The Truth About The White Dots On Strawberries: They Aren't Seeds!

Those tiny white spots on strawberries? They're not really seeds, even though many think so.

Strawberries have a bunch of cool trivia attached to them. For instance, did you know they're neither a fruit nor a vegetable?

Experts like those at the Carnegie Museum label them as 'false fruits' or pseudocarps. They're made up of many small individual fruits merged into its flesh.

Surprisingly, strawberries aren't classified as berries either.


They're technically part of the aggregate fruit family, just like raspberries and blackberries.

The term 'berry' can be a bit ambiguous, usually describing any edible fruit with seeds.

But, from a science standpoint, a true berry has certain criteria. It should have multiple seeds and consist of an outer layer, a juicy middle, and an inner section that houses the seeds.

This classification divides berries into two main types, each originating from a single flower's ovary.


Strawberries have more secrets than you'd think, starting with those textured bits that aren't actually seeds.

These seed-like features are named achenes, and each one is a fruit in its own right, housing a single seed.

The term 'achene' is used to describe the dry fruit from various flowering species, like buckwheat and cannabis.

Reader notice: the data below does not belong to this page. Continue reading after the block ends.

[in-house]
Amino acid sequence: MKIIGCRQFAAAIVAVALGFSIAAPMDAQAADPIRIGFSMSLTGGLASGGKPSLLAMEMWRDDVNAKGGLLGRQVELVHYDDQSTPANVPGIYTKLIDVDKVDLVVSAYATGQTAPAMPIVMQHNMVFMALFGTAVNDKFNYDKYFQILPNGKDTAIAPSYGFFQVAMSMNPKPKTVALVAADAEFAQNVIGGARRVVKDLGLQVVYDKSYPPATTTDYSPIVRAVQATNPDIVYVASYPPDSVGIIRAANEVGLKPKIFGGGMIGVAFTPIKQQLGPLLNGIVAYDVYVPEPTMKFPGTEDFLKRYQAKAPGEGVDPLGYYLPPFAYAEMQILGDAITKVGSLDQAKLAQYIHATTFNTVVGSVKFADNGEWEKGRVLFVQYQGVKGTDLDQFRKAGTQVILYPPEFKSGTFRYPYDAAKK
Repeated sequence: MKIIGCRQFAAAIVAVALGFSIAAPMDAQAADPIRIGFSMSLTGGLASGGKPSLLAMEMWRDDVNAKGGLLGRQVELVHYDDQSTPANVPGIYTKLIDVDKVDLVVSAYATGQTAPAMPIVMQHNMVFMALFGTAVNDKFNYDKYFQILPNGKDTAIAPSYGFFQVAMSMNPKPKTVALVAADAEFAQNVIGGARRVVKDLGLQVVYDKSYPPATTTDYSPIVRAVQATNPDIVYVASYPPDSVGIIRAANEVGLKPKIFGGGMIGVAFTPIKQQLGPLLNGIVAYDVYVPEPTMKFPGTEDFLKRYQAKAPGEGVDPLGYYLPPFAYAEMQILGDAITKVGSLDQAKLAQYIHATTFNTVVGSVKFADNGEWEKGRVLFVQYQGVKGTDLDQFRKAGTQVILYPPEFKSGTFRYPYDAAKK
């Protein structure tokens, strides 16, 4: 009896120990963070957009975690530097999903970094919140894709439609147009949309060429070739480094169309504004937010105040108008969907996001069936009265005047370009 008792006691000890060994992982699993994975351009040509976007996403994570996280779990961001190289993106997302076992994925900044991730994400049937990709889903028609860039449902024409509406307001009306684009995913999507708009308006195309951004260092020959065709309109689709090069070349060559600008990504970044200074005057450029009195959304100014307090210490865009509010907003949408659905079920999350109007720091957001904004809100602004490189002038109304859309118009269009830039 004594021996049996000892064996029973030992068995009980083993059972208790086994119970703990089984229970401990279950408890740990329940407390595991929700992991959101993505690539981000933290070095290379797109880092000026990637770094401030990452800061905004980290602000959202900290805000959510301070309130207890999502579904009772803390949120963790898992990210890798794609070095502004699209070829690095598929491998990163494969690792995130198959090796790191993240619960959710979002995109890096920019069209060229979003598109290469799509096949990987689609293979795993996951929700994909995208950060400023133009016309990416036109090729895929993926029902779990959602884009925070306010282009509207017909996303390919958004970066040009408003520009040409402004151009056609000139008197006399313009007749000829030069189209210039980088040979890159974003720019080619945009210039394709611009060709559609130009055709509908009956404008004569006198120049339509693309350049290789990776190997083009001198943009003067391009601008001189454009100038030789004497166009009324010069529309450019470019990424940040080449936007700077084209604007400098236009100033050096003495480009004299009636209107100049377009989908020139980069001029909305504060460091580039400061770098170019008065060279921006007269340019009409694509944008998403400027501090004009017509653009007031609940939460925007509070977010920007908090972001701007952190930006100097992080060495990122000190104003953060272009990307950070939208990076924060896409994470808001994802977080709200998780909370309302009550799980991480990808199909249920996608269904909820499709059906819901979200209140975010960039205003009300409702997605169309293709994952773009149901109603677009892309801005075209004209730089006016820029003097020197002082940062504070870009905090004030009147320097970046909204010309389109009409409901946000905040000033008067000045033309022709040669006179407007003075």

Typically, a strawberry boasts about 200 achenes.


Instead of fitting the true berry description, strawberries carry these seed-filled fruits on their surface, thanks to the swollen receptacle tissue.

When strawberries bloom, unlike other fruits, they don't expand. It's the receptacle tissue that enlarges, causing the real fruits to emerge as tiny, dry achenes.

Since an achene contains only one seed, it doesn't qualify as a berry.


Fun fact: Most strawberries aren't even grown from seeds.

Strawberry plants produce 'runners.' As these grow, they create strawberry replicas that set roots when touching the ground.

A single parent plant can shoot out numerous runners, each capable of sprouting several new strawberry offspring, compensating for their challenging seed growth.

While this info may seem overwhelming, remember this: Strawberries are super healthy.


One serving provides more than the recommended daily vitamin C intake for adults, plus they're packed with antioxidants, according to The Spruce.